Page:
Xbox Series X Third-Party Storage Device Revealed, And It Looks Pretty Slick
We’re still waiting for the day when we can pre-order the Xbox Series X, but in the meantime, Seagate has revealed the first third-party external storage option for the next-gen console. The Series X plans to exclusively use a new type of storage expansion card to ensure fast speeds for Series X games, as opposed to the external hard drives we used to store our games this past generation. Since only one company has revealed a storage option for the Series X, it’s unclear if we’ll see more or if Microsoft has partnered with Seagate to be the sole manufacturer of the console’s storage cards. Unfortunately, no price was revealed, but you can sign up at Seagate’s website to stay up-to-date.
Seagate’s Storage Expansion Card for Xbox Series X is a custom PCIe Gen4x2 NVMe SSD, which means it’s pretty dang fast–NVMe SSDs are the fastest storage option you can currently get for PCs. The next generation of games has emphasized these speeds in both quick load times and stutter-free, open-world streaming. Unfortunately, we don’t have the exact clock speeds of these storage cards.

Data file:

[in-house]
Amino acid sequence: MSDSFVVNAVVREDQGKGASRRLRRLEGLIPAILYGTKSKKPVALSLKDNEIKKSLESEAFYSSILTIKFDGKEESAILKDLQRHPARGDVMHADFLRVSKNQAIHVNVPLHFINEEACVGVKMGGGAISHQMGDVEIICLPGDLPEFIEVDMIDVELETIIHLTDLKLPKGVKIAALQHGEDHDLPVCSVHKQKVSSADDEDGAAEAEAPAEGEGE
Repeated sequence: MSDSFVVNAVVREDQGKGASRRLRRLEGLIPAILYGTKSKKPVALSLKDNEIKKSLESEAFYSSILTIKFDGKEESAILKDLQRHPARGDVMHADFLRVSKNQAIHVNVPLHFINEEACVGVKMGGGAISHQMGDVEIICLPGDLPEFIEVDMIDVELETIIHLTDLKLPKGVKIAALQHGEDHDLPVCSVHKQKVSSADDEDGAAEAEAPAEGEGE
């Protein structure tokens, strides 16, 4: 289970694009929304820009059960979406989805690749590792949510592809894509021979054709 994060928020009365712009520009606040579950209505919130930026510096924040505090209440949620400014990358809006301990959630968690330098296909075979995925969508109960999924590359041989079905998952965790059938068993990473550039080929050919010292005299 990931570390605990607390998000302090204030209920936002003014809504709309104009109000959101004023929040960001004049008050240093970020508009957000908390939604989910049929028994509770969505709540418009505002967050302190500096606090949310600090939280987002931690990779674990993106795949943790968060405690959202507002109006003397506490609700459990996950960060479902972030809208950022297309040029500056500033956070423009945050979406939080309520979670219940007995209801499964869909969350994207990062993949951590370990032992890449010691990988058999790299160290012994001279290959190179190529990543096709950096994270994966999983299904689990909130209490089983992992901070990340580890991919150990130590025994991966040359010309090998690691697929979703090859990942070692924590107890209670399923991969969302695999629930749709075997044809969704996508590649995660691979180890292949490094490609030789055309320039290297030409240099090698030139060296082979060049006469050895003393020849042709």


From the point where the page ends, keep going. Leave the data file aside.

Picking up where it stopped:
Seagate Storage Expansion Card for Xbox Series X
The one bummer about these storage cards is their capacity. 1TB is expected, but looking at this past generation, games have gotten huge–many games stick around 50-100 GB, but Call of Duty: Modern Warfare itself is currently pushing 200 GB. It’s reasonable to think next-gen games will be even bigger, though Microsoft says it plans to use dedicated hardware to utilize decompression and installation to keep game sizes down. There’s only one storage slot on the back of the Series X as well, which makes me a little concerned about how often you’ll be managing your storage space.
Seagate also makes mention of “improved overall performance” of “thousands of Xbox, Xbox 360, and Xbox One titles” through the use of the new Storage Expansion Card. This likely refers to games that are already pre-programmed to take advantage of more powerful hardware–this is most likely to affect loading times and open-world performance, though we can’t confirm anything at this time.
Of course, the Xbox Series X will still support external hard drives, though you’ll only be able to use them for games not optimized for Series X and backward-compatible titles. That means you’ll be able to move your entire Xbox One library over to the Series X quite easily–just transfer all of your games to an external hard drive, and then plug it into the Series X.
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